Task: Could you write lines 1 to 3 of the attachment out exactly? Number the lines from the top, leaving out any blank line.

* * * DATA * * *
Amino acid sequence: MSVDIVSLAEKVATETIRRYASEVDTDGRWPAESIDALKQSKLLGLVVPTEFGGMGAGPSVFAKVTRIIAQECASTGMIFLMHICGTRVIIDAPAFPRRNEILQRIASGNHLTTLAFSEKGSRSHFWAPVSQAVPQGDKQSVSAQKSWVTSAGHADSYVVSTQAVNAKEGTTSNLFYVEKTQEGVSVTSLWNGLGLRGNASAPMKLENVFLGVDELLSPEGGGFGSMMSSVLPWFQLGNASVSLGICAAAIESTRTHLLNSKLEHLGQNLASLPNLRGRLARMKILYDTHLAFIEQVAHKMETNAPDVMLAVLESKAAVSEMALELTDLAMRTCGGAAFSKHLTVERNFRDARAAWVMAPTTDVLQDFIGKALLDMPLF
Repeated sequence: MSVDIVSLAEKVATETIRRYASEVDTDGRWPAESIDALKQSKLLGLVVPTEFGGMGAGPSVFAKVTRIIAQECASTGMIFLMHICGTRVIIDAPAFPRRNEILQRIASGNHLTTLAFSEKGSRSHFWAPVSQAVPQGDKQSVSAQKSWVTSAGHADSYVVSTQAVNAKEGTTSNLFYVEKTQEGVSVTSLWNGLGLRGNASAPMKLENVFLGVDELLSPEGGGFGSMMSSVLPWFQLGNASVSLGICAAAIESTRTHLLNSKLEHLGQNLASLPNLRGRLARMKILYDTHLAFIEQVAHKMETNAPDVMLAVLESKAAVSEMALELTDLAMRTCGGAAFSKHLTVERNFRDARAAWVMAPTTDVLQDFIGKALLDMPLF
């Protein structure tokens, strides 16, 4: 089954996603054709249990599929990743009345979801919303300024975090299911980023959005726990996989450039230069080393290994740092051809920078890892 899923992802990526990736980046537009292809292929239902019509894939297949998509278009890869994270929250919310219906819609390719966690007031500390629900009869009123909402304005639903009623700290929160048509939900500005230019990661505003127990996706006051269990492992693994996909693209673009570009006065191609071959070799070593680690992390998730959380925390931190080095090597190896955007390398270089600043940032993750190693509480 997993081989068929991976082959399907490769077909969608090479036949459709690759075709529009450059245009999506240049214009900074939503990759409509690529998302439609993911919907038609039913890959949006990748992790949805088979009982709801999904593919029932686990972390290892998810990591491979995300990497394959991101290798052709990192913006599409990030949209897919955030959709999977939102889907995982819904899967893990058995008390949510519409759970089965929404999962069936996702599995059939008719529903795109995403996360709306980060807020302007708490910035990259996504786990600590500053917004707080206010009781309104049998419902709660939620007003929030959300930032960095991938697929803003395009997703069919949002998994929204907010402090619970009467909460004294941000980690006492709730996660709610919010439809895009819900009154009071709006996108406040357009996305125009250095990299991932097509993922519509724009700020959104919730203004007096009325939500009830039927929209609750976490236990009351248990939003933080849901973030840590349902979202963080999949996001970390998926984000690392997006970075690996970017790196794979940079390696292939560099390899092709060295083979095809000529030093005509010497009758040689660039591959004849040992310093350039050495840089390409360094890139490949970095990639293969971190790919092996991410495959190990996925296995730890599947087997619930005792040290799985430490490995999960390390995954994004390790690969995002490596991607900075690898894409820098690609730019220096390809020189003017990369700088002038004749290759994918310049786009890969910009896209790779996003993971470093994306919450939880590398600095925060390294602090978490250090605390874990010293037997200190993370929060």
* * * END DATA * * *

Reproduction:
Amino acid sequence: MSVDIVSLAEKVATETIRRYASEVDTDGRWPAESIDALKQSKLLGLVVPTEFGGMGAGPSVFAKVTRIIAQECASTGMIFLMHICGTRVIIDAPAFPRRNEILQRIASGNHLTTLAFSEKGSRSHFWAPVSQAVPQGDKQSVSAQKSWVTSAGHADSYVVSTQAVNAKEGTTSNLFYVEKTQEGVSVTSLWNGLGLRGNASAPMKLENVFLGVDELLSPEGGGFGSMMSSVLPWFQLGNASVSLGICAAAIESTRTHLLNSKLEHLGQNLASLPNLRGRLARMKILYDTHLAFIEQVAHKMETNAPDVMLAVLESKAAVSEMALELTDLAMRTCGGAAFSKHLTVERNFRDARAAWVMAPTTDVLQDFIGKALLDMPLF
Repeated sequence: MSVDIVSLAEKVATETIRRYASEVDTDGRWPAESIDALKQSKLLGLVVPTEFGGMGAGPSVFAKVTRIIAQECASTGMIFLMHICGTRVIIDAPAFPRRNEILQRIASGNHLTTLAFSEKGSRSHFWAPVSQAVPQGDKQSVSAQKSWVTSAGHADSYVVSTQAVNAKEGTTSNLFYVEKTQEGVSVTSLWNGLGLRGNASAPMKLENVFLGVDELLSPEGGGFGSMMSSVLPWFQLGNASVSLGICAAAIESTRTHLLNSKLEHLGQNLASLPNLRGRLARMKILYDTHLAFIEQVAHKMETNAPDVMLAVLESKAAVSEMALELTDLAMRTCGGAAFSKHLTVERNFRDARAAWVMAPTTDVLQDFIGKALLDMPLF
């Protein structure tokens, strides 16, 4: 089954996603054709249990599929990743009345979801919303300024975090299911980023959005726990996989450039230069080393290994740092051809920078890892 899923992802990526990736980046537009292809292929239902019509894939297949998509278009890869994270929250919310219906819609390719966690007031500390629900009869009123909402304005639903009623700290929160048509939900500005230019990661505003127990996706006051269990492992693994996909693209673009570009006065191609071959070799070593680690992390998730959380925390931190080095090597190896955007390398270089600043940032993750190693509480 997993081989068929991976082959399907490769077909969608090479036949459709690759075709529009450059245009999506240049214009900074939503990759409509690529998302439609993911919907038609039913890959949006990748992790949805088979009982709801999904593919029932686990972390290892998810990591491979995300990497394959991101290798052709990192913006599409990030949209897919955030959709999977939102889907995982819904899967893990058995008390949510519409759970089965929404999962069936996702599995059939008719529903795109995403996360709306980060807020302007708490910035990259996504786990600590500053917004707080206010009781309104049998419902709660939620007003929030959300930032960095991938697929803003395009997703069919949002998994929204907010402090619970009467909460004294941000980690006492709730996660709610919010439809895009819900009154009071709006996108406040357009996305125009250095990299991932097509993922519509724009700020959104919730203004007096009325939500009830039927929209609750976490236990009351248990939003933080849901973030840590349902979202963080999949996001970390998926984000690392997006970075690996970017790196794979940079390696292939560099390899092709060295083979095809000529030093005509010497009758040689660039591959004849040992310093350039050495840089390409360094890139490949970095990639293969971190790919092996991410495959190990996925296995730890599947087997619930005792040290799985430490490995999960390390995954994004390790690969995002490596991607900075690898894409820098690609730019220096390809020189003017990369700088002038004749290759994918310049786009890969910009896209790779996003993971470093994306919450939880590398600095925060390294602090978490250090605390874990010293037997200190993370929060």